In 2012, I made the short trip to Guyana to meet with members of the Deaf community in the capital, Georgetown, to see some of the work being done by a group then called Deaf in Guyana, now called the Deaf Association of Guyana (DAG), and to do some initial linguistic research. Walking through Georgetown’s beautiful botanical gardens one afternoon, a group of us happened to meet a hearing Nigerian man who had gone to a deaf school as a child in Nigeria (his father was the principal, I think). We chatted together for a while as we waited for a rain shower to pass. We talked about the differences between our countries, about languages and religions. As we talked — a Nigerian, an Englishman, two Trinidadians and one Guyanese, some hearing, some Deaf — the language we used was American Sign Language.
I thought of that trip as I read Julie Hochgesang’s post on what she thought about a job posting in which DAG was requesting Peace Corps volunteers who could teach American Sign Language (ASL) in Guyana. Julie was worried about “linguistic imperialism (the importing of foreign powerful languages).” As she says “Unfortunately in the past, ASL has been exported to other countries and used as [the] language of instruction, ignoring and often superseding local signed languages already in place.”
This has certainly happened in the Caribbean. From Jamaica, Cuba, and the Dominican Republic in the north, right down to Trinidad and Tobago in the south and Guyana on the South American continent, ASL was brought over the course of the 20th century by Christian missionaries, by volunteers and educators, through textbooks like the still ubiquitous Joy of Signing, by Deaf people who have studied in North America and returned home, teachers who have done some training at Gallaudet and elsewhere, and more recently of course through the internet.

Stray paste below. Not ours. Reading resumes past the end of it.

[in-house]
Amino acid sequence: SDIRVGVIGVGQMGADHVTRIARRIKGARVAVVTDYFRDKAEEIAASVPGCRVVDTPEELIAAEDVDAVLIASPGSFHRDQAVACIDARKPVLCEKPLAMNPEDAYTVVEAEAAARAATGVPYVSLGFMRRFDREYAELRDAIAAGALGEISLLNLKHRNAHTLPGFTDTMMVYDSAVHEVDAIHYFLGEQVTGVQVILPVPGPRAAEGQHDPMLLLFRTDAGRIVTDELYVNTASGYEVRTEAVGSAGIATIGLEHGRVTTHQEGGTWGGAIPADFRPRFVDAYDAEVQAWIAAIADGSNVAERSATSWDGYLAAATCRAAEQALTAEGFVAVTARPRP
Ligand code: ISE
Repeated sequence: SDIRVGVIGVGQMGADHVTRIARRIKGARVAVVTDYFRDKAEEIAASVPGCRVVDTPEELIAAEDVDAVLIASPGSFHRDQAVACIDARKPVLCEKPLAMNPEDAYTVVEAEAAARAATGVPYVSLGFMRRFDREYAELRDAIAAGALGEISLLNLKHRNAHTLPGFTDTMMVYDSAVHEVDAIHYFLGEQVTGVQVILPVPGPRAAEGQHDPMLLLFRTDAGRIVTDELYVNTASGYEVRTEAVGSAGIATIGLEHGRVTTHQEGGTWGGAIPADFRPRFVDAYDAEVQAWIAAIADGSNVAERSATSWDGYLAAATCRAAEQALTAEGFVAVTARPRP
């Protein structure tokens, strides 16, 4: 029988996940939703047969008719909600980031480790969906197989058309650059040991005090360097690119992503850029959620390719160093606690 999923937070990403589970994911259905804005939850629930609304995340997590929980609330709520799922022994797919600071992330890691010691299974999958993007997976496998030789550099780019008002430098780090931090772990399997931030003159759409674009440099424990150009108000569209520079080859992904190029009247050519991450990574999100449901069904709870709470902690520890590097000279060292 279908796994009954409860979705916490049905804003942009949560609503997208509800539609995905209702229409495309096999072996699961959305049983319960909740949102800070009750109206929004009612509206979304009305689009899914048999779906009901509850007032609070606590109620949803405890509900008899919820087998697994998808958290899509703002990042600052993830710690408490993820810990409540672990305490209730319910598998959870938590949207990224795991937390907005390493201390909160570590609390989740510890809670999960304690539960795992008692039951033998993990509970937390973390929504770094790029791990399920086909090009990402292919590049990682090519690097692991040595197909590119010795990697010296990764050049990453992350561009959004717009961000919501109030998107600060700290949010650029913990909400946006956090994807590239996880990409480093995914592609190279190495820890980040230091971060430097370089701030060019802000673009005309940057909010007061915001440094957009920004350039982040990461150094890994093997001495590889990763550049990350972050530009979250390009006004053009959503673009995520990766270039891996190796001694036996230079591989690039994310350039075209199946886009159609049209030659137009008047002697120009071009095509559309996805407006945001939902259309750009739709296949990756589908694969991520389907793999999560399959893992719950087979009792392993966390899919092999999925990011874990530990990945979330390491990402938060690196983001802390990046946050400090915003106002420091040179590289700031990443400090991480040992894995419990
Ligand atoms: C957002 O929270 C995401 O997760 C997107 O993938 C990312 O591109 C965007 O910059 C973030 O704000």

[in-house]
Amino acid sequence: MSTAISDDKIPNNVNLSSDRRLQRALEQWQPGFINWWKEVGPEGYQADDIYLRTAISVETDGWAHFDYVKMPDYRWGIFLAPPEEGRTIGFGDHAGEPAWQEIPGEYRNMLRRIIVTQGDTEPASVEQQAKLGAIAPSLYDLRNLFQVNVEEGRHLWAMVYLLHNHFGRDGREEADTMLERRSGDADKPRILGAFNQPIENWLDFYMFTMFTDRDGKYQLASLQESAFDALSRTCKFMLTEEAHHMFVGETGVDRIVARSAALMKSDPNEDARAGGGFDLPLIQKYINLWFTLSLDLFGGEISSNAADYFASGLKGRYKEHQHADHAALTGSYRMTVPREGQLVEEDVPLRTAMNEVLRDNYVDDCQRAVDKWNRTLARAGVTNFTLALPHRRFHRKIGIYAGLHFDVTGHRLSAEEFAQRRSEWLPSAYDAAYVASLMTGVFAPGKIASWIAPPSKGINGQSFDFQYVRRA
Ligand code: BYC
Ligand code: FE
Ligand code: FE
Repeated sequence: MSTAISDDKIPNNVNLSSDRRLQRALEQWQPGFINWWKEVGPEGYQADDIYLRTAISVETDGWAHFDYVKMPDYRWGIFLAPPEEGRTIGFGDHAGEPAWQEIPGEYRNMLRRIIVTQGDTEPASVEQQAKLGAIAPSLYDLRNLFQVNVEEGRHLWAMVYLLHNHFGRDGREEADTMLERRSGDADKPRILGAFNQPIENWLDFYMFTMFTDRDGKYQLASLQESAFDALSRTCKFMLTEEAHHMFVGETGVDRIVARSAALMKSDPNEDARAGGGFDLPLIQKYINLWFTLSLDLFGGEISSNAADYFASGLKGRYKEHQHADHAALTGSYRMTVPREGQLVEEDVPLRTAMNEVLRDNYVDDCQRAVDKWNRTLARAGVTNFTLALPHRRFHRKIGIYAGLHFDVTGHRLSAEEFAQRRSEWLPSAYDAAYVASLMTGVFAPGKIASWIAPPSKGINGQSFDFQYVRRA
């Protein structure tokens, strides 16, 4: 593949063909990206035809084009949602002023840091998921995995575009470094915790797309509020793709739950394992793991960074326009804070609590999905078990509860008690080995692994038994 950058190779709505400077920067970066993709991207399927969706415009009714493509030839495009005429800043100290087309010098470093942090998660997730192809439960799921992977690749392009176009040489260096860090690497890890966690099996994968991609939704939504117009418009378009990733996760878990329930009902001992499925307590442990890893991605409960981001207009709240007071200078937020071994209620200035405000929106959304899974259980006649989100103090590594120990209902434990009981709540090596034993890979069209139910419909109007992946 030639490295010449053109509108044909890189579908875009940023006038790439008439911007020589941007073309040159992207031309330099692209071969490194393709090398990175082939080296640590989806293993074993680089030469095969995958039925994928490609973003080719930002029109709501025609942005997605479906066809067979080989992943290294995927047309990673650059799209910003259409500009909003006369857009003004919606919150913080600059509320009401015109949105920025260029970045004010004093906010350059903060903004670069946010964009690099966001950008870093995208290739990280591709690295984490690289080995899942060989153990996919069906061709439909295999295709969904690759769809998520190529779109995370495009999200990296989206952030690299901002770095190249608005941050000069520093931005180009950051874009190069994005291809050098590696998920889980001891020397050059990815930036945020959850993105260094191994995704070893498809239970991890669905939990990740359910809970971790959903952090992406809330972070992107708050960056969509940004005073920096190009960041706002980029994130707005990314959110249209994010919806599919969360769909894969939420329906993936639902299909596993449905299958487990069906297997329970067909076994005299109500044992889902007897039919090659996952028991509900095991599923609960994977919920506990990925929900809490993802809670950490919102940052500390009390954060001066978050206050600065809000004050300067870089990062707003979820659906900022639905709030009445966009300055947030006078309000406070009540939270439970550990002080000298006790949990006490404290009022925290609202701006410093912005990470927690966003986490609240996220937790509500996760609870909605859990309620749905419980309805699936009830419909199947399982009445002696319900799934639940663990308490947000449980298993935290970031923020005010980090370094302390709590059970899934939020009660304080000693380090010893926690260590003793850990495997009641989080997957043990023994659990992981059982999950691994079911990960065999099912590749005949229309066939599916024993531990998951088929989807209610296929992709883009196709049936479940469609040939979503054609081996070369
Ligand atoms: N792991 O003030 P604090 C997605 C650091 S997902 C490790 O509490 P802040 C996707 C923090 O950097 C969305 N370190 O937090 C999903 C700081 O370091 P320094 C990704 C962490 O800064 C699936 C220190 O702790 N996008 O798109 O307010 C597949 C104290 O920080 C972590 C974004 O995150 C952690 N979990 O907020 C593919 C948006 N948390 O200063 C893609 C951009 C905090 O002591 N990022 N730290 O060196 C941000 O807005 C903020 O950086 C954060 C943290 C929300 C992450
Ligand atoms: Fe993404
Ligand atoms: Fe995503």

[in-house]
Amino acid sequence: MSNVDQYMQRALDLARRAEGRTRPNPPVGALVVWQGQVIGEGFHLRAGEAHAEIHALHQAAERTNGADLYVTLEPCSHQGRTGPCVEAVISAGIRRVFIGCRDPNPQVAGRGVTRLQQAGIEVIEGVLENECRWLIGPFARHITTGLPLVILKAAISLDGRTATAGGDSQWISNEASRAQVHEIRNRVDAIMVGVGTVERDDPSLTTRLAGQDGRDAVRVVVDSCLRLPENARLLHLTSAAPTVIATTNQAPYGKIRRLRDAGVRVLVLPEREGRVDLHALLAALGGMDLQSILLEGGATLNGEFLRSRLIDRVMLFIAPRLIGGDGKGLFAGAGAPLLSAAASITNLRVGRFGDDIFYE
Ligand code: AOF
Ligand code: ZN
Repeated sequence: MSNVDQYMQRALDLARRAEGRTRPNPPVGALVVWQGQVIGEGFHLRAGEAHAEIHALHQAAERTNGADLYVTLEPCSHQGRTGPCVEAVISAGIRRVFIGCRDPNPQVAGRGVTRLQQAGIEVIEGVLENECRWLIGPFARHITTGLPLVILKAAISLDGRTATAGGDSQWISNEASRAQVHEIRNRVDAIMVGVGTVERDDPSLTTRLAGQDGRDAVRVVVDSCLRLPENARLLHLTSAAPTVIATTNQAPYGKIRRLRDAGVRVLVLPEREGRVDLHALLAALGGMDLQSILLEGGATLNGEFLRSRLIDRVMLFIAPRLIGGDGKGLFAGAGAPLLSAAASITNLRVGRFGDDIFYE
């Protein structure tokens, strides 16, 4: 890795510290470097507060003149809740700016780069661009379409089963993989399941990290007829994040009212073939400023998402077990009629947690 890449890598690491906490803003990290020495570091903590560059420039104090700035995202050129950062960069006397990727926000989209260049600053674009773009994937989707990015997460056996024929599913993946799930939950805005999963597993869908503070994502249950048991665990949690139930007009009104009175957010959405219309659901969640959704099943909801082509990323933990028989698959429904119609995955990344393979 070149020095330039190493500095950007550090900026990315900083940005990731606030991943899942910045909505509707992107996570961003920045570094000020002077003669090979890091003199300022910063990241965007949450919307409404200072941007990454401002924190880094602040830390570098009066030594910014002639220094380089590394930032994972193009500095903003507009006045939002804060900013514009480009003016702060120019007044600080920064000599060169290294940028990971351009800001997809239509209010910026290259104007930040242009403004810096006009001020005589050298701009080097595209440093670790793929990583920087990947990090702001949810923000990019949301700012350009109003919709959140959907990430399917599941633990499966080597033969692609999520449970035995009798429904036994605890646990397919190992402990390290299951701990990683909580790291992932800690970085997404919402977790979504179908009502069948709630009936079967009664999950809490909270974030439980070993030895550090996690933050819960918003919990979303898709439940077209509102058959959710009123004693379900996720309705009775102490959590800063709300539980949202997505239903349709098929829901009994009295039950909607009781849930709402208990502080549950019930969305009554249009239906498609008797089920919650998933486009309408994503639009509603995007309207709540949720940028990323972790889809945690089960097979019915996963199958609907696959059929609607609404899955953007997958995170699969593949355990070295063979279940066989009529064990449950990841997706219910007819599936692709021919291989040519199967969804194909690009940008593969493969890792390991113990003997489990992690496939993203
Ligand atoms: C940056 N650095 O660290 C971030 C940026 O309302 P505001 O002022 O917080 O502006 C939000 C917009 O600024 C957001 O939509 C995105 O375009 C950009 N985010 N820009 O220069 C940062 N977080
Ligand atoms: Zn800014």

In the process, it has certainly disrupted the transmission of indigenous signed languages, and several of these are in danger of being lost forever. I share Julie’s feelings, and support the statements from the WFD about the importance of supporting the documentation and promotion of local signed languages. I’ve written about endangered signed languages on this blog before, and my main research work is in collaborating with the Deaf community in Trinidad and Tobago on the documentation of Trinidad and Tobago Sign Language (TTSL). The Deaf community here are aware of the threat that ASL poses. They value their indigenous language, and have lead work on documenting, teaching and promoting TTSL. But ask Deaf Trinbagonians, and most will say that they want and need both TTSL and ASL. ASL, first introduced in the 1970s is now a local signed language in Trinidad and Tobago just as English is a local spoken language. For some Deaf Trinbagonians ASL is their native language, and many are TTSL and ASL bilinguals.